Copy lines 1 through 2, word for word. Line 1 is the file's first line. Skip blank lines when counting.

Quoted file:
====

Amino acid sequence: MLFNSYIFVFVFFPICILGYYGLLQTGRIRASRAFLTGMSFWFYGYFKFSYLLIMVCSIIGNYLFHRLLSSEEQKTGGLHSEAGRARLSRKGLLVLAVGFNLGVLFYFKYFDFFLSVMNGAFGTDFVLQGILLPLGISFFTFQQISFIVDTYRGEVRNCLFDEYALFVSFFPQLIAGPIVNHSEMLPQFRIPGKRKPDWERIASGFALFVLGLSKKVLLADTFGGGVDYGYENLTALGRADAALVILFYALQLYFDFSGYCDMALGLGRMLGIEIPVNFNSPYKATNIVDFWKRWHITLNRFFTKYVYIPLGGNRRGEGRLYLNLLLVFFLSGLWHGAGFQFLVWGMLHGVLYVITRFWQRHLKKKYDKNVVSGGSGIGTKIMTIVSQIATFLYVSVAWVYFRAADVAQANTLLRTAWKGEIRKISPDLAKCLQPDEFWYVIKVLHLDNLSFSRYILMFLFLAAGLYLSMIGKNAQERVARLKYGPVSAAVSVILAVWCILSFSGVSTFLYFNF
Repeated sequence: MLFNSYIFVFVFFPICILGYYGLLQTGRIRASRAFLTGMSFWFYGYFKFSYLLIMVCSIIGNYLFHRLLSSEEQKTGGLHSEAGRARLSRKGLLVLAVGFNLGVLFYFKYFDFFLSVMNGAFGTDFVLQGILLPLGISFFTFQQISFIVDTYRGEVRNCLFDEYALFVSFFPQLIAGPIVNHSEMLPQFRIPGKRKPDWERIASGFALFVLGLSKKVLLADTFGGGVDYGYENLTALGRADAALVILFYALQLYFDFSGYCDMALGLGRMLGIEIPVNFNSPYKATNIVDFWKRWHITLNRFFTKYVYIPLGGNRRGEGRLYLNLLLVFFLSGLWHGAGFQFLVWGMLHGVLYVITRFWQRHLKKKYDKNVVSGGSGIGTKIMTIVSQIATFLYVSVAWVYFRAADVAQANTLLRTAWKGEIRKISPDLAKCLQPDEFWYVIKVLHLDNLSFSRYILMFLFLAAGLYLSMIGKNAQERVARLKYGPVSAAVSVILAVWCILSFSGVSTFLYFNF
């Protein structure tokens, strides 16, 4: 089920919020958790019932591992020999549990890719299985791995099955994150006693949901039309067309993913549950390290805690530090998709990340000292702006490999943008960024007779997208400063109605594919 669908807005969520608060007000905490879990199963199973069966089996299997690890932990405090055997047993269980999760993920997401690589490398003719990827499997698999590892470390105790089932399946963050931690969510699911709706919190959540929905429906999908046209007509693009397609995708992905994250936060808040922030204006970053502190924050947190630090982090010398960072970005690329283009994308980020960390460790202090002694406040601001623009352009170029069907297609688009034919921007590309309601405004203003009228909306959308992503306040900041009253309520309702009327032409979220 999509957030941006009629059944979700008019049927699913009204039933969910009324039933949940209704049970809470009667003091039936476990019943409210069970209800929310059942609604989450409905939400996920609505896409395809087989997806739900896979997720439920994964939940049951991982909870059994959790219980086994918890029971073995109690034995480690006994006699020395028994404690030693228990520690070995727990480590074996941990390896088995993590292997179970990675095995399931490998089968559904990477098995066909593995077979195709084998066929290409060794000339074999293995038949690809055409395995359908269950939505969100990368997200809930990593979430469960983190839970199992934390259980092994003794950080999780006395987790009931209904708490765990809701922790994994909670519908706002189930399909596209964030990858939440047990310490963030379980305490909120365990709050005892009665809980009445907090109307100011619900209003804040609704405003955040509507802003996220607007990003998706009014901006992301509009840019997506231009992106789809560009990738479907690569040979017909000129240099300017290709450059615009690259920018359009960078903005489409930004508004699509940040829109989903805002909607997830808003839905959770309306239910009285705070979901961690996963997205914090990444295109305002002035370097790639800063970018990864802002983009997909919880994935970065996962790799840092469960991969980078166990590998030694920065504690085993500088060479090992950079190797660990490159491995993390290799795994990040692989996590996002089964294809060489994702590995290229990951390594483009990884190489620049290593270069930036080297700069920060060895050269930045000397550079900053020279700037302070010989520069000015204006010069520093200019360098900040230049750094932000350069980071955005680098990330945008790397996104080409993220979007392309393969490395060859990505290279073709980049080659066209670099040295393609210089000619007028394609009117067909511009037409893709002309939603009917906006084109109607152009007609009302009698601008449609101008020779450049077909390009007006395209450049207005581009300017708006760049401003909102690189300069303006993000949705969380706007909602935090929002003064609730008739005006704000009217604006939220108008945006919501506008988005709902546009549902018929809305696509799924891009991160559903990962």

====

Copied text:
Amino acid sequence: MLFNSYIFVFVFFPICILGYYGLLQTGRIRASRAFLTGMSFWFYGYFKFSYLLIMVCSIIGNYLFHRLLSSEEQKTGGLHSEAGRARLSRKGLLVLAVGFNLGVLFYFKYFDFFLSVMNGAFGTDFVLQGILLPLGISFFTFQQISFIVDTYRGEVRNCLFDEYALFVSFFPQLIAGPIVNHSEMLPQFRIPGKRKPDWERIASGFALFVLGLSKKVLLADTFGGGVDYGYENLTALGRADAALVILFYALQLYFDFSGYCDMALGLGRMLGIEIPVNFNSPYKATNIVDFWKRWHITLNRFFTKYVYIPLGGNRRGEGRLYLNLLLVFFLSGLWHGAGFQFLVWGMLHGVLYVITRFWQRHLKKKYDKNVVSGGSGIGTKIMTIVSQIATFLYVSVAWVYFRAADVAQANTLLRTAWKGEIRKISPDLAKCLQPDEFWYVIKVLHLDNLSFSRYILMFLFLAAGLYLSMIGKNAQERVARLKYGPVSAAVSVILAVWCILSFSGVSTFLYFNF
Repeated sequence: MLFNSYIFVFVFFPICILGYYGLLQTGRIRASRAFLTGMSFWFYGYFKFSYLLIMVCSIIGNYLFHRLLSSEEQKTGGLHSEAGRARLSRKGLLVLAVGFNLGVLFYFKYFDFFLSVMNGAFGTDFVLQGILLPLGISFFTFQQISFIVDTYRGEVRNCLFDEYALFVSFFPQLIAGPIVNHSEMLPQFRIPGKRKPDWERIASGFALFVLGLSKKVLLADTFGGGVDYGYENLTALGRADAALVILFYALQLYFDFSGYCDMALGLGRMLGIEIPVNFNSPYKATNIVDFWKRWHITLNRFFTKYVYIPLGGNRRGEGRLYLNLLLVFFLSGLWHGAGFQFLVWGMLHGVLYVITRFWQRHLKKKYDKNVVSGGSGIGTKIMTIVSQIATFLYVSVAWVYFRAADVAQANTLLRTAWKGEIRKISPDLAKCLQPDEFWYVIKVLHLDNLSFSRYILMFLFLAAGLYLSMIGKNAQERVARLKYGPVSAAVSVILAVWCILSFSGVSTFLYFNF